Letter of Request


National Aeronautics and Space Administration


Washington, DC 20546-0001



April 26, 2010


Reply to Attn ot:

office of Safety and Mission Assurance

Dr. Raymond A. Colladay
Chair, Aeronautics and Space Engineering Board
National Research Council
500 5th Street, NW
Washington, DC 20001

Dear Dr. Colladay:

The White House Office of Management and Budget and Office of Science and Technology Policy have requested that the NASA Administrator “establish a National Research Council [NRC] study of opportunities for NASA to enhance the benefits delivered by its orbital debris program in the context of a fairly constrained budget environment.”

For the past two decades, NASA has built a robust program to evaluate and limit the generation of orbital debris (OD) and the risk to NASA spacecraft associated with OD and micrometeoroids (MM). NASA’s OD and MM programs are recognized worldwide, yet with the growth of orbital debris over the past few years, we recognize the responsibility to use our capabilities and assets to support not just NASA needs, but also to support, as a national resource, other national and international OD and MM activities. The NRC generated foundational studies of these issues in 1989, 1995, and 1997, all of which form the basis for NASA’s role in OD and MM. Therefore, we request that the NRC conduct a study to:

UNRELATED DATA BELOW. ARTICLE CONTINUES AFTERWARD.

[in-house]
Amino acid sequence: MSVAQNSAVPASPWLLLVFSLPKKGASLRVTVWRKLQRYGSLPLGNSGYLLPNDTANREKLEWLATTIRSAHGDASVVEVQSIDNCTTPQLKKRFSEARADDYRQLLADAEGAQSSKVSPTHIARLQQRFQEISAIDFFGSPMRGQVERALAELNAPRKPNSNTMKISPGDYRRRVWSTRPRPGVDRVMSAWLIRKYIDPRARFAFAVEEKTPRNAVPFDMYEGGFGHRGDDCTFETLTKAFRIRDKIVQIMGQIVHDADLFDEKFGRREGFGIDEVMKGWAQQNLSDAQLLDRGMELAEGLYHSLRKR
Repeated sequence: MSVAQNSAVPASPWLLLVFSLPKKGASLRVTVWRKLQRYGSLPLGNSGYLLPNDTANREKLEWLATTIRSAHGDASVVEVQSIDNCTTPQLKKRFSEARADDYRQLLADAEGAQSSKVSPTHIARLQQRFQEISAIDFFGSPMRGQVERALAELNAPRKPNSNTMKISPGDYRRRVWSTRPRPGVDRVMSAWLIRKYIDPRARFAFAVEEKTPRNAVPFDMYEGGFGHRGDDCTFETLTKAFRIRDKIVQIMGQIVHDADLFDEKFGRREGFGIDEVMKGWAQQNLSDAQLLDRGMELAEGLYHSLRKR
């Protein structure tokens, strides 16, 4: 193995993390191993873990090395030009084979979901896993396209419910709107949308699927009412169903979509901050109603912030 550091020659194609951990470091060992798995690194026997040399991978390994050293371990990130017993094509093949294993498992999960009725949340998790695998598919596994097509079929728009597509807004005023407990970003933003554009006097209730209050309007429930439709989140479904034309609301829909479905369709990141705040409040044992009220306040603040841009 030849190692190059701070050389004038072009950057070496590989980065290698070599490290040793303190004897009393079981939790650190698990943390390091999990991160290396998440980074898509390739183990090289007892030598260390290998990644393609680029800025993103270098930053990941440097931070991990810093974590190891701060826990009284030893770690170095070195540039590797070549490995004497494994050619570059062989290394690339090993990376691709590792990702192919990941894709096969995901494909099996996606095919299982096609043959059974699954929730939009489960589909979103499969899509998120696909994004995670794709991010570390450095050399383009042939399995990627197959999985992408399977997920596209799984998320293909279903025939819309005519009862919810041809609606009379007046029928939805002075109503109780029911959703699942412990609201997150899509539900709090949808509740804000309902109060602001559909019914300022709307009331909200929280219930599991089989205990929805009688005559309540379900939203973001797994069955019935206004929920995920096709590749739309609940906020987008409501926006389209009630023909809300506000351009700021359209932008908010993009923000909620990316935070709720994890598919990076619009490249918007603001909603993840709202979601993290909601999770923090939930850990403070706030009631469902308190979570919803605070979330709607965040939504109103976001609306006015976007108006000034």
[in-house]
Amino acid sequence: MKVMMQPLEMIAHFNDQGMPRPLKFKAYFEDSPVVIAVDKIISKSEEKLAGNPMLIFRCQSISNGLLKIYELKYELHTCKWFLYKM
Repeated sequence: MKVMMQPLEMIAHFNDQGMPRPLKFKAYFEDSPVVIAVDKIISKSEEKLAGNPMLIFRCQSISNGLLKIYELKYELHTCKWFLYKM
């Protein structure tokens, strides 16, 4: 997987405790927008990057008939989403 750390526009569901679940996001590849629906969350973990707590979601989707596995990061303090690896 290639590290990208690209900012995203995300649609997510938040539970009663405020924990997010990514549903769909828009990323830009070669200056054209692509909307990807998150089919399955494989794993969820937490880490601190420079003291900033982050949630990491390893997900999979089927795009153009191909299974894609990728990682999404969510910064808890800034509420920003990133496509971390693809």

•   Review existing NASA policy/efforts and organization with regards to OD and MM, including:

images   Modeling and simulation

images   Detection and monitoring

images   Protection

images   Mitigation

images   Reentry

images   Collision Assessment Risk Analysis and Launch Collision Avoidance

images   Interagency cooperation

images   International cooperation

images   Cooperation with the commercial space industry

•   Assess whether NASA should initiate work in any new OD/MM areas.

•   Recommend whether NASA should increase or decrease effort, or change the focus of, any of its current MM/OD efforts (within a fairly constrained budget) to improve the office’s ability to serve NASA and other national and international activities.

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